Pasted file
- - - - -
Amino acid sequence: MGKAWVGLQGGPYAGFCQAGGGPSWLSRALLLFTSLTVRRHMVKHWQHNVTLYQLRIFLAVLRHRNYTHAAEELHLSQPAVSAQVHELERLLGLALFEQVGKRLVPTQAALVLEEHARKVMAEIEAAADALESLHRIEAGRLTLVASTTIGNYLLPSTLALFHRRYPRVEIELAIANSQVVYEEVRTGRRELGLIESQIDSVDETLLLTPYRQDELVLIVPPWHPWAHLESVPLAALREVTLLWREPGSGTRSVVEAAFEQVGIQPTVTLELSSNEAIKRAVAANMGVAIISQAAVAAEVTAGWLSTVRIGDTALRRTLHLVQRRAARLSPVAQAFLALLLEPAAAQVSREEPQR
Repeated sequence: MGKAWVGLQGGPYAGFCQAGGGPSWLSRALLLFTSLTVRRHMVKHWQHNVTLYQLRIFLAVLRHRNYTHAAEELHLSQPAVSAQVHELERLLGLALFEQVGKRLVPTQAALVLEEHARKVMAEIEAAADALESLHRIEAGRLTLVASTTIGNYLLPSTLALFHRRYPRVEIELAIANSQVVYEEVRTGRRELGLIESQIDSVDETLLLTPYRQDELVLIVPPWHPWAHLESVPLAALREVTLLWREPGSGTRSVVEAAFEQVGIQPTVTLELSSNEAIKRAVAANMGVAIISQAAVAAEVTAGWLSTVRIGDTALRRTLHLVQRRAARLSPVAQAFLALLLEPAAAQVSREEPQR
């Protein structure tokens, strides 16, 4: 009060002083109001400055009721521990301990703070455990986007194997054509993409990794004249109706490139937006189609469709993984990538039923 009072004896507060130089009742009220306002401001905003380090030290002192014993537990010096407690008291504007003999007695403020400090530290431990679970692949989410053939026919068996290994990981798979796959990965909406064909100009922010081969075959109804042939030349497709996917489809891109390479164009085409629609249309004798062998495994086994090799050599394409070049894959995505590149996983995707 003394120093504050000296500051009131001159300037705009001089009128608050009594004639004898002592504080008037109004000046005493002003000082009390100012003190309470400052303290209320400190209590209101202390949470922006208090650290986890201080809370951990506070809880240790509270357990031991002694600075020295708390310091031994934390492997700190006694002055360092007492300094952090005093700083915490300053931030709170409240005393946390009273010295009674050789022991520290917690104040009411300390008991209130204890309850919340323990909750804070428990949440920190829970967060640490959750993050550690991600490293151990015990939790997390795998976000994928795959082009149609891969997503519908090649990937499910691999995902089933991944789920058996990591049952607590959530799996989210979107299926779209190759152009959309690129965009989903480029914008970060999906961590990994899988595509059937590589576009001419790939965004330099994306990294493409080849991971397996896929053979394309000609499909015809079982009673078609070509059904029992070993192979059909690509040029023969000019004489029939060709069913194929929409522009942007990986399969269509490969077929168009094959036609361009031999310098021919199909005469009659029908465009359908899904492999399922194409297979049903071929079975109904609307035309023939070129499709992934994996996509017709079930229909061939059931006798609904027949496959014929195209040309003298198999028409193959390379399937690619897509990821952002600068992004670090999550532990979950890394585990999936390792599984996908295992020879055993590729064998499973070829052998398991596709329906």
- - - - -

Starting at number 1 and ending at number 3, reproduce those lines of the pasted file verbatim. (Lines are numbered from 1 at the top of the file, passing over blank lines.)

Amino acid sequence: MGKAWVGLQGGPYAGFCQAGGGPSWLSRALLLFTSLTVRRHMVKHWQHNVTLYQLRIFLAVLRHRNYTHAAEELHLSQPAVSAQVHELERLLGLALFEQVGKRLVPTQAALVLEEHARKVMAEIEAAADALESLHRIEAGRLTLVASTTIGNYLLPSTLALFHRRYPRVEIELAIANSQVVYEEVRTGRRELGLIESQIDSVDETLLLTPYRQDELVLIVPPWHPWAHLESVPLAALREVTLLWREPGSGTRSVVEAAFEQVGIQPTVTLELSSNEAIKRAVAANMGVAIISQAAVAAEVTAGWLSTVRIGDTALRRTLHLVQRRAARLSPVAQAFLALLLEPAAAQVSREEPQR
Repeated sequence: MGKAWVGLQGGPYAGFCQAGGGPSWLSRALLLFTSLTVRRHMVKHWQHNVTLYQLRIFLAVLRHRNYTHAAEELHLSQPAVSAQVHELERLLGLALFEQVGKRLVPTQAALVLEEHARKVMAEIEAAADALESLHRIEAGRLTLVASTTIGNYLLPSTLALFHRRYPRVEIELAIANSQVVYEEVRTGRRELGLIESQIDSVDETLLLTPYRQDELVLIVPPWHPWAHLESVPLAALREVTLLWREPGSGTRSVVEAAFEQVGIQPTVTLELSSNEAIKRAVAANMGVAIISQAAVAAEVTAGWLSTVRIGDTALRRTLHLVQRRAARLSPVAQAFLALLLEPAAAQVSREEPQR
């Protein structure tokens, strides 16, 4: 009060002083109001400055009721521990301990703070455990986007194997054509993409990794004249109706490139937006189609469709993984990538039923 009072004896507060130089009742009220306002401001905003380090030290002192014993537990010096407690008291504007003999007695403020400090530290431990679970692949989410053939026919068996290994990981798979796959990965909406064909100009922010081969075959109804042939030349497709996917489809891109390479164009085409629609249309004798062998495994086994090799050599394409070049894959995505590149996983995707 003394120093504050000296500051009131001159300037705009001089009128608050009594004639004898002592504080008037109004000046005493002003000082009390100012003190309470400052303290209320400190209590209101202390949470922006208090650290986890201080809370951990506070809880240790509270357990031991002694600075020295708390310091031994934390492997700190006694002055360092007492300094952090005093700083915490300053931030709170409240005393946390009273010295009674050789022991520290917690104040009411300390008991209130204890309850919340323990909750804070428990949440920190829970967060640490959750993050550690991600490293151990015990939790997390795998976000994928795959082009149609891969997503519908090649990937499910691999995902089933991944789920058996990591049952607590959530799996989210979107299926779209190759152009959309690129965009989903480029914008970060999906961590990994899988595509059937590589576009001419790939965004330099994306990294493409080849991971397996896929053979394309000609499909015809079982009673078609070509059904029992070993192979059909690509040029023969000019004489029939060709069913194929929409522009942007990986399969269509490969077929168009094959036609361009031999310098021919199909005469009659029908465009359908899904492999399922194409297979049903071929079975109904609307035309023939070129499709992934994996996509017709079930229909061939059931006798609904027949496959014929195209040309003298198999028409193959390379399937690619897509990821952002600068992004670090999550532990979950890394585990999936390792599984996908295992020879055993590729064998499973070829052998398991596709329906």